A well visit is very defined. Generally they are at specific intervals as recommended by AAP (American Academy of Pediatrics). However, keep in mind that not all insurance plans follow the AAP guidelines. That is the reason why you need to contact your insurance company to find out exactly what they cover in terms of well visits.

A well visit only addresses health maintenance and prevention. It does not and cannot address any acute problems.

Ironically, a well visit actually pays more than a "sick" visit, but nearly all insurances will pay for only 1 well visit per interval. So, if your child was seen 3 times in the first week, by definition, 2 of the subsequent visits are not well visits per se.

A common scenario is a patient will go in for a well visit, and the say, oh by the way, my child has ear pain. The ear pain is a SEPARATE visit, and is not part of the well visit. Proper coding would dictate that you are billed for the well visit AND the office visit. Also, the well visit has it's own diagnostic codes that are associated with it, and certain diagnostic codes cannot be linked to the well visit. In the agreement with the insurance company, proper coding is required. Overcharging is insurance fraud, but so is undercoding. So, a provider CANNOT waive a co-pay, charging a well visit when it was not, billing a lower level code to help the patient, etc.

When you review your charges.... what are the ICD10 codes used? That will provide insight into the billing issue. It will also tell you what the provider addressed in the office visit. The charges and the ICD10 codes need to be supported by the documentation, hence, having a coding expert review the charges and the notes will give you the information you need.

Is your pediatrician office independent (stand alone private practice) or is it part of a group? or part of a hospital? If the practice is part of a group or hospital, I'm going to say that 99.9% probability that the charges are done correctly. That is because group practices and hospital practices have a professional coder that audits because they want to be in compliance.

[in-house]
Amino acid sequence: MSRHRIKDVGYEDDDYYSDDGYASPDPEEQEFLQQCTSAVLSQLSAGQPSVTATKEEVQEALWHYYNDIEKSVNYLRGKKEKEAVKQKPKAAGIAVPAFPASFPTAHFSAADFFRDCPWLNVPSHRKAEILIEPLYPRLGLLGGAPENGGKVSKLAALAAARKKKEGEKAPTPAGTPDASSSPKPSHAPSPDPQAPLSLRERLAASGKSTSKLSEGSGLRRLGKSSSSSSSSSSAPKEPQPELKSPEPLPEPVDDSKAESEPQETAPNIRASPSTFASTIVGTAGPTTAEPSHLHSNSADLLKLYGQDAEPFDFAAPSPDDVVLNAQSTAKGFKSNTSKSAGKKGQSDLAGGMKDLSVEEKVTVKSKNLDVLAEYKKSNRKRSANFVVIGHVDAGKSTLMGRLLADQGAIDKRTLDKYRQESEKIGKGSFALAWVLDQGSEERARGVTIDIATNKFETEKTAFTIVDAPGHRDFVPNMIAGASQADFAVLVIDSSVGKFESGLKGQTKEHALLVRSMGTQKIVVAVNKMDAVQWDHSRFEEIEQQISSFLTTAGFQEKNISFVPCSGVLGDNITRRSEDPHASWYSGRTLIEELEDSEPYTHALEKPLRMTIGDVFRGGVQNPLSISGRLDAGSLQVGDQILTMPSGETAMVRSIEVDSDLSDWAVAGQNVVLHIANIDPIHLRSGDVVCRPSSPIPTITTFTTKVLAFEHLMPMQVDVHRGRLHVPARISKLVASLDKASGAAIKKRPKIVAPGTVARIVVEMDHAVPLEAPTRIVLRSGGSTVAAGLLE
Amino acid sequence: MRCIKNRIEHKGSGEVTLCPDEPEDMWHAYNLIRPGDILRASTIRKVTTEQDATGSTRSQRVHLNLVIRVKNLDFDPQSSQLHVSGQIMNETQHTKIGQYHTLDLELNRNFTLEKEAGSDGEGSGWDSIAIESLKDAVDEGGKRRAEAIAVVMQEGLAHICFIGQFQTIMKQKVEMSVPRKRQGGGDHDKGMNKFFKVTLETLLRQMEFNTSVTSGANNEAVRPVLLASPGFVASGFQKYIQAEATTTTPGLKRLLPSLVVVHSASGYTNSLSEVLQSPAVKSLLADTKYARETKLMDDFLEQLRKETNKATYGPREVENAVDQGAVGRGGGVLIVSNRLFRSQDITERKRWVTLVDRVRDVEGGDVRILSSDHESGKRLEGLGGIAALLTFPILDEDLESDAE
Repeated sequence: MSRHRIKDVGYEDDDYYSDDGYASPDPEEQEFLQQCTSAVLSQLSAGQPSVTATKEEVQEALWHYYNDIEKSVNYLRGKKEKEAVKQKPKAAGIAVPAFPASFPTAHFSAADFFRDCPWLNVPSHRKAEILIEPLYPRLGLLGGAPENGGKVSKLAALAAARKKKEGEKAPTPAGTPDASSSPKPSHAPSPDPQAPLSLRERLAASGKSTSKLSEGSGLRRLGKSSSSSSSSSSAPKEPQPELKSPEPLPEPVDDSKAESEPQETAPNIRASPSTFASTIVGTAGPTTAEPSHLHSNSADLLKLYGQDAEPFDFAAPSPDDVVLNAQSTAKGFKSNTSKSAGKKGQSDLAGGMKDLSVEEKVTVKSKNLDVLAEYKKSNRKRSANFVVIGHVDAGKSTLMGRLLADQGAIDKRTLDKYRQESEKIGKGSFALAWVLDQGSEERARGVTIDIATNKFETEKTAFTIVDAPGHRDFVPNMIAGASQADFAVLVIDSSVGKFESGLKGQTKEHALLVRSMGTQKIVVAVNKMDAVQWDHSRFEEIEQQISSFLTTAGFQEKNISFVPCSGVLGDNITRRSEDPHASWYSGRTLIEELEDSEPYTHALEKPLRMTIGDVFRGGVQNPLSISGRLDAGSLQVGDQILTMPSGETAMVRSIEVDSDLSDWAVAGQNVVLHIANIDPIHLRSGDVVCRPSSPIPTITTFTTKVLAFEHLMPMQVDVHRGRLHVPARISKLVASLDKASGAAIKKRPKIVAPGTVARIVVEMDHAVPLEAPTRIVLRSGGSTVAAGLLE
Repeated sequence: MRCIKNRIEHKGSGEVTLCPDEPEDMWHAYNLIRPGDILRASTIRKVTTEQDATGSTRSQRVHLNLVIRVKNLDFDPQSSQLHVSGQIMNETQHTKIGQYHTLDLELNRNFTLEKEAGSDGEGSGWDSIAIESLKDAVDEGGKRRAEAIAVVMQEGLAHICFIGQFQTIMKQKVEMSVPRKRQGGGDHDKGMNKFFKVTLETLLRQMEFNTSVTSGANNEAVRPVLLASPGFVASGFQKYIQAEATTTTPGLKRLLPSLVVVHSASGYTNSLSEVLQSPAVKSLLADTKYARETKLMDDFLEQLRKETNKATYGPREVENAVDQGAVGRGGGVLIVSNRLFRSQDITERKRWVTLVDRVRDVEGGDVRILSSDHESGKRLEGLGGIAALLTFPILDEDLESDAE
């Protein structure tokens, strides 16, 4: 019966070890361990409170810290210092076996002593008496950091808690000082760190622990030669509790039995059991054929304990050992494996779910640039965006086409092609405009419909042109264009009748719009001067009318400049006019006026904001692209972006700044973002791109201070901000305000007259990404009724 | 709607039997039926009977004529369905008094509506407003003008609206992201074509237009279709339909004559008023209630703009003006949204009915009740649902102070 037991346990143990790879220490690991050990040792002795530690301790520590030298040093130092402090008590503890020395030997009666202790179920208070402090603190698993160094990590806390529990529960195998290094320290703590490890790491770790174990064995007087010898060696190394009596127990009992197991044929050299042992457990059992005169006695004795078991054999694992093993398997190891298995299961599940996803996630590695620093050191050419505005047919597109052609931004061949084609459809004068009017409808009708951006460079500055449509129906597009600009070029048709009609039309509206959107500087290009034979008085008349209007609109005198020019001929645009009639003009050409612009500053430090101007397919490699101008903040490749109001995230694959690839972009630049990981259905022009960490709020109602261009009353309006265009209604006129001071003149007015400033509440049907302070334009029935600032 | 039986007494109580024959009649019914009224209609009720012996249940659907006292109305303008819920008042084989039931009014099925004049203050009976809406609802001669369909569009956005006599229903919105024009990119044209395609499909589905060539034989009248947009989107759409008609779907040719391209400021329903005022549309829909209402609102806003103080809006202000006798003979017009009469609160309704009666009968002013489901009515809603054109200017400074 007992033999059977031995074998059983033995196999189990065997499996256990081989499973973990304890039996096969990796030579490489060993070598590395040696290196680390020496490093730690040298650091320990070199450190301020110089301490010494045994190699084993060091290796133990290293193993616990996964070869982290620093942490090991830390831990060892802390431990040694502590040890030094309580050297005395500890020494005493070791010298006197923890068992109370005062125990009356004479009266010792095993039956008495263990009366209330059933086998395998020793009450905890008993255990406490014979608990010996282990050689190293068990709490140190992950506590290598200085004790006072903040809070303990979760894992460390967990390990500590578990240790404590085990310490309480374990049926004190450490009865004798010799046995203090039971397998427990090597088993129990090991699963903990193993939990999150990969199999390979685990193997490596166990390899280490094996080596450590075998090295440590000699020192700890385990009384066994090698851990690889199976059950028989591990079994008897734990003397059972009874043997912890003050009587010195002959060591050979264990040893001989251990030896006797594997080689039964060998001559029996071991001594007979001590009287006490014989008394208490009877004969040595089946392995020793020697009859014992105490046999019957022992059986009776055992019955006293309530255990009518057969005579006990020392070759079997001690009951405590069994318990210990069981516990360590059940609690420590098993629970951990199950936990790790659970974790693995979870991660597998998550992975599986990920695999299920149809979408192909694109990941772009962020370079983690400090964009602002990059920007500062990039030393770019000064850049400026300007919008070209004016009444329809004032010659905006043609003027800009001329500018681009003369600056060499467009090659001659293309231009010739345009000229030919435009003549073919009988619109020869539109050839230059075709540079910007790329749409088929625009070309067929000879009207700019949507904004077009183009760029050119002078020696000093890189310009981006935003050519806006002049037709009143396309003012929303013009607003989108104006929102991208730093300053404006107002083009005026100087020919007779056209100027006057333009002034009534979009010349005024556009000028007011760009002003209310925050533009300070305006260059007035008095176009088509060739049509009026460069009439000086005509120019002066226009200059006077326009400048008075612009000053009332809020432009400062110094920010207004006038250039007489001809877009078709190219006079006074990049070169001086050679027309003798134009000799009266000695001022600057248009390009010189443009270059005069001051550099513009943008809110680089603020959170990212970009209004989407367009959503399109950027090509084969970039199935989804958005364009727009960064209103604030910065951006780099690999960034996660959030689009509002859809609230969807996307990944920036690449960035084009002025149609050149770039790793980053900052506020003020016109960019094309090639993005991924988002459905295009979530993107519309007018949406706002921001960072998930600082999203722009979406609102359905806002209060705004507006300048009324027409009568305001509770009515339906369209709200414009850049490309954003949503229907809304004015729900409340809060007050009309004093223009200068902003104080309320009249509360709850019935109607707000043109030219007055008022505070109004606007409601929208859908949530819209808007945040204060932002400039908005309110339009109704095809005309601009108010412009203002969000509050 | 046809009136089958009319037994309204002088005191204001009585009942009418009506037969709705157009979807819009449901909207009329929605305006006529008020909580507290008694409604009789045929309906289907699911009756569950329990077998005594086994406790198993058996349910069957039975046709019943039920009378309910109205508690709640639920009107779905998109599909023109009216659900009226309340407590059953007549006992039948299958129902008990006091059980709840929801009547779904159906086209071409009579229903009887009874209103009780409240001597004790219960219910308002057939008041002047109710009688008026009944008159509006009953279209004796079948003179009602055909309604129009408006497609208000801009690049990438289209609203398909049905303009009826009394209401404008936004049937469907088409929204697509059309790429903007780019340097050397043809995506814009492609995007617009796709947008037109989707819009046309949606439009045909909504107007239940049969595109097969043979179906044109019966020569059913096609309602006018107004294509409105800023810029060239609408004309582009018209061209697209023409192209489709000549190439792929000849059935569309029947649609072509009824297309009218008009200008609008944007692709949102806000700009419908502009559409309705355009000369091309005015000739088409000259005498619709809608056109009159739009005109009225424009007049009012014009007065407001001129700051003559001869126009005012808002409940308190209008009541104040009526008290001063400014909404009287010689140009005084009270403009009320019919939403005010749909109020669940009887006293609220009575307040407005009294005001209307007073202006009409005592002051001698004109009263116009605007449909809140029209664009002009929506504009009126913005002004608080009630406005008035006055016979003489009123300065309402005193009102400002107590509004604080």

I will re-iterate, the hospital CANNOT have a policy that all discharges be seen within 48 hours. A hospital is not a clinician. The recommendation was made by a provider who saw your child in the newborn nursery. Since your child was 3 weeks premature, the recommendation for a check in 3 days was appropriate, because your child is high risk for jaundice and other complications.
 
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#11
From the Kaiser website, "In healthy babies, some jaundice almost always appears by 2 to 4 days. It usually gets better or goes away on its own within a week or two without causing problems."

I truly wish I was given this information ahead of time. I wouldn't have brought my newborn in for 3 consecutive visits.

https://thrive.kaiserpermanente.org.../18/2015/11/Newborn-Jaundice_tcm28-199890.pdf
Since your child was PREMATURE, she is not by definition a "healthy" baby. At the end of the day, the provider was concerned enough to monitor your child for 3 days. Again, without reviewing the medical records, that seems to infer that there was a medical issue.
 

Neil Maley

Moderator
Staff Member
Advocate
Dec 27, 2014
19,717
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www.promalvacations.com
#12
I think Chris in NC gave great advice. You should request a visit with the pediatrician’s office and meet with them to discuss exactly what type of visits you had.

Not having a pediatrician visit the baby in the hospital seems to be where this problem lies and the advice they gave you. I’m quite surprised if she was premature that they didn’t suggest a pediatrician in the hospital for you that you could have spoken to and arranged a visit with.

Please contact the doctors office and arrange a meeting with the manager ir the doctor to understand why the visits were coded as they were.
 
Likes: VoR61
Aug 15, 2017
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@Chris I'll be calling my health insurance for the ICD10 codes today. Would you have any time to help me decipher the codes? I would really appreciate it.